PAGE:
Professional Courtesy Regarding Knowledge Transfer From Outsourced Teams

  • The wrong repositories have been shared with the client.
  • The right repository is shared but there is no README to provide a summarized view of how to get the project running locally.
  • The commit history is full of one-word commit messages that provide no context or reason for a change or addition.
  • There has been no handover of updated project assets, plans or documentation.
  • There is no deployment documentation explaining the “where” and “why” around how one or more services is deployed.


  • Understand the aim of the project through a descriptive summary.
  • Understand how to clone the project and install the required dependencies.
  • Understand how to set up the project to run locally.
  • Understand if any related projects are needed and the dependencies between the projects.

Commit Messages

Knowledge Transfer

  • Access to all code repositories. You need to ensure you have access to all code repository’s that were created or used in the project. All code branches should be pushed to whichever cloud service that was used as origin. Each repository should have a README and all code and deployment-related assets.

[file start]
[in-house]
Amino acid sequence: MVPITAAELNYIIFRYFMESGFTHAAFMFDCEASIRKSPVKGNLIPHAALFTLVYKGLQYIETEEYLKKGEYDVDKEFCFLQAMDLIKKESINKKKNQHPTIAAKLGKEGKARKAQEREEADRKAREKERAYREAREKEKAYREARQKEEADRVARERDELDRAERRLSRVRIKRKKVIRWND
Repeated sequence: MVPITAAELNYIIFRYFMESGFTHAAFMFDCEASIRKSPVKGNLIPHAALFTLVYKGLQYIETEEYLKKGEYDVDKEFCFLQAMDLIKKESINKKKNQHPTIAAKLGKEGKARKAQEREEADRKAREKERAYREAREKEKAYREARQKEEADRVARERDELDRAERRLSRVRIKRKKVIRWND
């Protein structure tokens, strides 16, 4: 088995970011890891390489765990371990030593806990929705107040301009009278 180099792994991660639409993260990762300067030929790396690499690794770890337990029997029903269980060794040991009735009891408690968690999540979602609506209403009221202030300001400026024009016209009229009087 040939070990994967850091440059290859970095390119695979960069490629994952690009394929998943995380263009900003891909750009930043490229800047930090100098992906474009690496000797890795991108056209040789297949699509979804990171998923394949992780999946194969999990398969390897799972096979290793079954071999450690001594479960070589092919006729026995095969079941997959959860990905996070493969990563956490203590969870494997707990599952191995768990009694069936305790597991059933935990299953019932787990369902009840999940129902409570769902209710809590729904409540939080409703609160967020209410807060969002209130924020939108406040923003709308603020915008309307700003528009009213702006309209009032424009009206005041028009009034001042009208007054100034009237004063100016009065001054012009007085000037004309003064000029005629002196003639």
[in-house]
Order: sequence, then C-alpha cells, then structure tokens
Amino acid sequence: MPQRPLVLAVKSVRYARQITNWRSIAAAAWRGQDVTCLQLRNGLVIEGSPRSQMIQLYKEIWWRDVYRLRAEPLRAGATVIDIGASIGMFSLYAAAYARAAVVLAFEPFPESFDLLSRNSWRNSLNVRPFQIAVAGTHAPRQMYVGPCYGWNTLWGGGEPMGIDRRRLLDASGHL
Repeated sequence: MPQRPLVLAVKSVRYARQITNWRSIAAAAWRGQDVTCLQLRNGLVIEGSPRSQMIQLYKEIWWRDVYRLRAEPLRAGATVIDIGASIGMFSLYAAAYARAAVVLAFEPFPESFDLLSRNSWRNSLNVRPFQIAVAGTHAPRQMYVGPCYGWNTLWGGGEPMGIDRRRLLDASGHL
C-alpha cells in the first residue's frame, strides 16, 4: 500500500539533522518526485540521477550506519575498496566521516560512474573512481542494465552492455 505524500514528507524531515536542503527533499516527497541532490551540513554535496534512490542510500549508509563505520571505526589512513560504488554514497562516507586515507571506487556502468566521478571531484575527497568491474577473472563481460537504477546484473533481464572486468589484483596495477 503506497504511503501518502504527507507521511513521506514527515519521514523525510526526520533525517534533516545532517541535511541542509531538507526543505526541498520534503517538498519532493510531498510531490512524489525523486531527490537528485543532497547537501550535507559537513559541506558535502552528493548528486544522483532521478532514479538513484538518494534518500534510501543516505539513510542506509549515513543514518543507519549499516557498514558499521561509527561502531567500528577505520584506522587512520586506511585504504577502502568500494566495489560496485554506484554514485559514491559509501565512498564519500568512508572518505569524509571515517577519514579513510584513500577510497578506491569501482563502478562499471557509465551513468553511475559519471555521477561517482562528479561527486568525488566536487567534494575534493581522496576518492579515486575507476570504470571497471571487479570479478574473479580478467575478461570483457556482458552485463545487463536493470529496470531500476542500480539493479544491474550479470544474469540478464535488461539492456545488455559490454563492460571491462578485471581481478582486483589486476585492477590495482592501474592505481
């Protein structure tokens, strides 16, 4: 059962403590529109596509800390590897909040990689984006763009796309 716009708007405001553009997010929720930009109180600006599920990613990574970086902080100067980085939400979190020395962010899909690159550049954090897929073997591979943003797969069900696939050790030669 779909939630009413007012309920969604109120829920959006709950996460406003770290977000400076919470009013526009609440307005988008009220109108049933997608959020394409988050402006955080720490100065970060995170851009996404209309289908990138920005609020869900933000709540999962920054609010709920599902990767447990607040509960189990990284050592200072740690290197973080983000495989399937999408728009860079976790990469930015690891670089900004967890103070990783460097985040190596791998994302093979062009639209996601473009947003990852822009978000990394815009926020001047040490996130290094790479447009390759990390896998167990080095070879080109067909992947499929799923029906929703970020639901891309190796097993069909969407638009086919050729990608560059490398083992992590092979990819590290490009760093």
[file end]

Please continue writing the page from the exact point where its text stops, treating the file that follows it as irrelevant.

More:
• A deployment plan. A top-level diagram of the deployment of the application plus a detailed document covering the underlying services used and their configuration. This should also detail how to set up the deployment from scratch, any external services used for monitoring or error tracing and details of the database (schema, security and roles etc).
  • Credentials & Secrets. Ideally, you will set up a centralised password and secret tool to share and keep passwords, API keys and third party service access routes.
  • Design Assets. All design work and generated assets such as image files and videos.
  • Sprint data. You should be using a work planning tool such as Jira or Trello to log the agreed work. Once the project is over you should retain access or have that data exported so no knowledge is lost.
  • Full IP Ownership. Once the project is completed then you should have a document confirming that all IP is transferred to you. This usually is included in the contract. However, I have worked on projects where the outsource team have used in-house developed libraries or systems and you should insist that you retain ownership of this code. If that is not possible then you need to decide on how to proceed but I would recommend at the very least that you agree on a maintenance & licencing basis to ensure you receive all future updates



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